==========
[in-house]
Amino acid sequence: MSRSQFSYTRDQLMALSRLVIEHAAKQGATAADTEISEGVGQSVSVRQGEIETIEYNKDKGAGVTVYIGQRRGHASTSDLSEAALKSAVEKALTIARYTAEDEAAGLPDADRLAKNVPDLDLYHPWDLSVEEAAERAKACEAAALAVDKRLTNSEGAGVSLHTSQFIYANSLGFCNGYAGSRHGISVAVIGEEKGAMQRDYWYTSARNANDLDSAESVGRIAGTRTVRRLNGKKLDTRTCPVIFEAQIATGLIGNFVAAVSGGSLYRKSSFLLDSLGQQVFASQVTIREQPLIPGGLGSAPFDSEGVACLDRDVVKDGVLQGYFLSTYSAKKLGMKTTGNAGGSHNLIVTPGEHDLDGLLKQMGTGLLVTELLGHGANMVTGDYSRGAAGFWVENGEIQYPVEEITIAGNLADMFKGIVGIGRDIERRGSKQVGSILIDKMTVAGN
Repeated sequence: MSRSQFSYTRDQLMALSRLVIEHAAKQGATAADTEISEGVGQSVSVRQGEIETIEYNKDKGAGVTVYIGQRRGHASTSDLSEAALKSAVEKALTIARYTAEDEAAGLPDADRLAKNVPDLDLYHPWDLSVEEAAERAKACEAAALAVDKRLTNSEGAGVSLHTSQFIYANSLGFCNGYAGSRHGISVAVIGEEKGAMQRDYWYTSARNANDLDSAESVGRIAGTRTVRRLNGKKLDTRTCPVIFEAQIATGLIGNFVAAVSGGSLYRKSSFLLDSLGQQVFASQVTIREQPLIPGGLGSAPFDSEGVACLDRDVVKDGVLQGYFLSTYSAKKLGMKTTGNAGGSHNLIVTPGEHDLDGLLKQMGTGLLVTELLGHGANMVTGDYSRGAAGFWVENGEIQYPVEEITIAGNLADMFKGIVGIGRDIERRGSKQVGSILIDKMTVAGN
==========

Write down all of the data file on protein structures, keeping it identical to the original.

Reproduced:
[in-house]
Amino acid sequence: MSRSQFSYTRDQLMALSRLVIEHAAKQGATAADTEISEGVGQSVSVRQGEIETIEYNKDKGAGVTVYIGQRRGHASTSDLSEAALKSAVEKALTIARYTAEDEAAGLPDADRLAKNVPDLDLYHPWDLSVEEAAERAKACEAAALAVDKRLTNSEGAGVSLHTSQFIYANSLGFCNGYAGSRHGISVAVIGEEKGAMQRDYWYTSARNANDLDSAESVGRIAGTRTVRRLNGKKLDTRTCPVIFEAQIATGLIGNFVAAVSGGSLYRKSSFLLDSLGQQVFASQVTIREQPLIPGGLGSAPFDSEGVACLDRDVVKDGVLQGYFLSTYSAKKLGMKTTGNAGGSHNLIVTPGEHDLDGLLKQMGTGLLVTELLGHGANMVTGDYSRGAAGFWVENGEIQYPVEEITIAGNLADMFKGIVGIGRDIERRGSKQVGSILIDKMTVAGN
Repeated sequence: MSRSQFSYTRDQLMALSRLVIEHAAKQGATAADTEISEGVGQSVSVRQGEIETIEYNKDKGAGVTVYIGQRRGHASTSDLSEAALKSAVEKALTIARYTAEDEAAGLPDADRLAKNVPDLDLYHPWDLSVEEAAERAKACEAAALAVDKRLTNSEGAGVSLHTSQFIYANSLGFCNGYAGSRHGISVAVIGEEKGAMQRDYWYTSARNANDLDSAESVGRIAGTRTVRRLNGKKLDTRTCPVIFEAQIATGLIGNFVAAVSGGSLYRKSSFLLDSLGQQVFASQVTIREQPLIPGGLGSAPFDSEGVACLDRDVVKDGVLQGYFLSTYSAKKLGMKTTGNAGGSHNLIVTPGEHDLDGLLKQMGTGLLVTELLGHGANMVTGDYSRGAAGFWVENGEIQYPVEEITIAGNLADMFKGIVGIGRDIERRGSKQVGSILIDKMTVAGN